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[The effect of intraoperative warming on patient core temperature]

Li Xu, Jing Zhao, Yu-guang Huang, Ai-lun Luo
Zhonghua Wai Ke za Zhi [Chinese Journal of Surgery] 2004 August 22, 42 (16): 1010-3
15363241

OBJECTIVE: To investigate the influence of using fluid warming and forced-air warming system on patient core temperature, blood loss, blood transfusion, extubation time, and postoperative shivering.

METHODS: Forty ASA (American Society of Anesthesiologists' Physical Status) I-II patients, aged 21-69 years, scheduled for elective abdominal surgery under general anesthesia, were enrolled in the study. The patients were premedicated with intramuscular dolantin 50 mg and atropine 0.5 mg. Anesthesia was induced with midazolam 1 mg, fentanyl 50-100 microg and propofol 1.5-2.0 mg/kg. Tracheal intubation was facilitated with vecuronium 1mg and succinylcholine 1.5-2.0 mg/kg. The patients were mechanically ventilated and anesthesia was maintained with isoflurane 1.5-2.0%, 50% N2O in oxygen and intermittent iv boluses of fentanyl (total dose 5-6 microg/kg). Vecuronium was used for muscle relaxation during maintenance of anesthesia. The patients were randomly divided into 2 groups: control group (n = 20) and warming group (n = 20). In both groups, the patients were covered with surgery blanket. In the warming group, patients were additionally warmed with fluid warming device and forced-air warming system during the operation. The core temperature was recorded every 20 minutes during the operation, as well as the blood loss, blood transfusion, extubation time and postoperative shivering.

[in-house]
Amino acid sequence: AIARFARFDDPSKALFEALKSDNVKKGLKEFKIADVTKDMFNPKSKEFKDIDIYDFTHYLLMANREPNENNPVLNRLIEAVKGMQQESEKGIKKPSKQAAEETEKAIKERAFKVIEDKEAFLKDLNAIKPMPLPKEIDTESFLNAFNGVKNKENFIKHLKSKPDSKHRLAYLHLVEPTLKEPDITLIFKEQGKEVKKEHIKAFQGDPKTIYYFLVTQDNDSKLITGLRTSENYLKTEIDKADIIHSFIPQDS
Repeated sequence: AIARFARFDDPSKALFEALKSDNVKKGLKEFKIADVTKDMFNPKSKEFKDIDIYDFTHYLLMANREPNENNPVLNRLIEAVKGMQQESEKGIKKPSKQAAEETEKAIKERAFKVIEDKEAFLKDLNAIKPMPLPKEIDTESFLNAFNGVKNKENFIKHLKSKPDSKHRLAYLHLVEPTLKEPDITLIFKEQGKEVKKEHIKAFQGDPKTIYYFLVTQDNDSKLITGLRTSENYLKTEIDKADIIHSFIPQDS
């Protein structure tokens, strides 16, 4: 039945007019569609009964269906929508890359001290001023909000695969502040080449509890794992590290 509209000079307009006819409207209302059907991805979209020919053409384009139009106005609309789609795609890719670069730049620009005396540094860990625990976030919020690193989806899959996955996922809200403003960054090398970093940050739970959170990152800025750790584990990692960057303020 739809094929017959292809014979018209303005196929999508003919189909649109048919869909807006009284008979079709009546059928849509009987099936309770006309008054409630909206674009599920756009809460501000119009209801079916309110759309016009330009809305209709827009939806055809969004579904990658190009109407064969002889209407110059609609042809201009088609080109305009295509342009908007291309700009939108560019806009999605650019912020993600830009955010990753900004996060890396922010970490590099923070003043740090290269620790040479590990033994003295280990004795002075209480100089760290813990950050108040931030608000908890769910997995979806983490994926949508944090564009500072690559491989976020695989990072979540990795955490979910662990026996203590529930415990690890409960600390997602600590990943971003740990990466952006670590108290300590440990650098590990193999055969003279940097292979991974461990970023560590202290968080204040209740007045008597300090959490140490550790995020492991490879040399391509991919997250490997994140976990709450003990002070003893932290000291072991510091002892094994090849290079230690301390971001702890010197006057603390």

RESULTS: The core temperature at the end of the surgery was (36.4 +/- 0.4) degrees C in the warming group and (35.3 +/- 0.5) degrees C in the control group. The difference was statistically significant (t = 7.547, P < 0.001). There was no significant difference of blood loss and blood transfusion between two groups. The extubation time was significantly shorter in the warming group [(18 +/- 6) vs (26 +/- 10) min, t = -3.364, P = 0.002]. 6 patients shivered postoperatively in the control group and none in the warming group (chi2 = 7.059, P = 0.008).

CONCLUSION: Fluid warming system and forced-air warming system can effectively maintain normothermia during the surgery and then help to reduce the extubation time and postoperative shivering.

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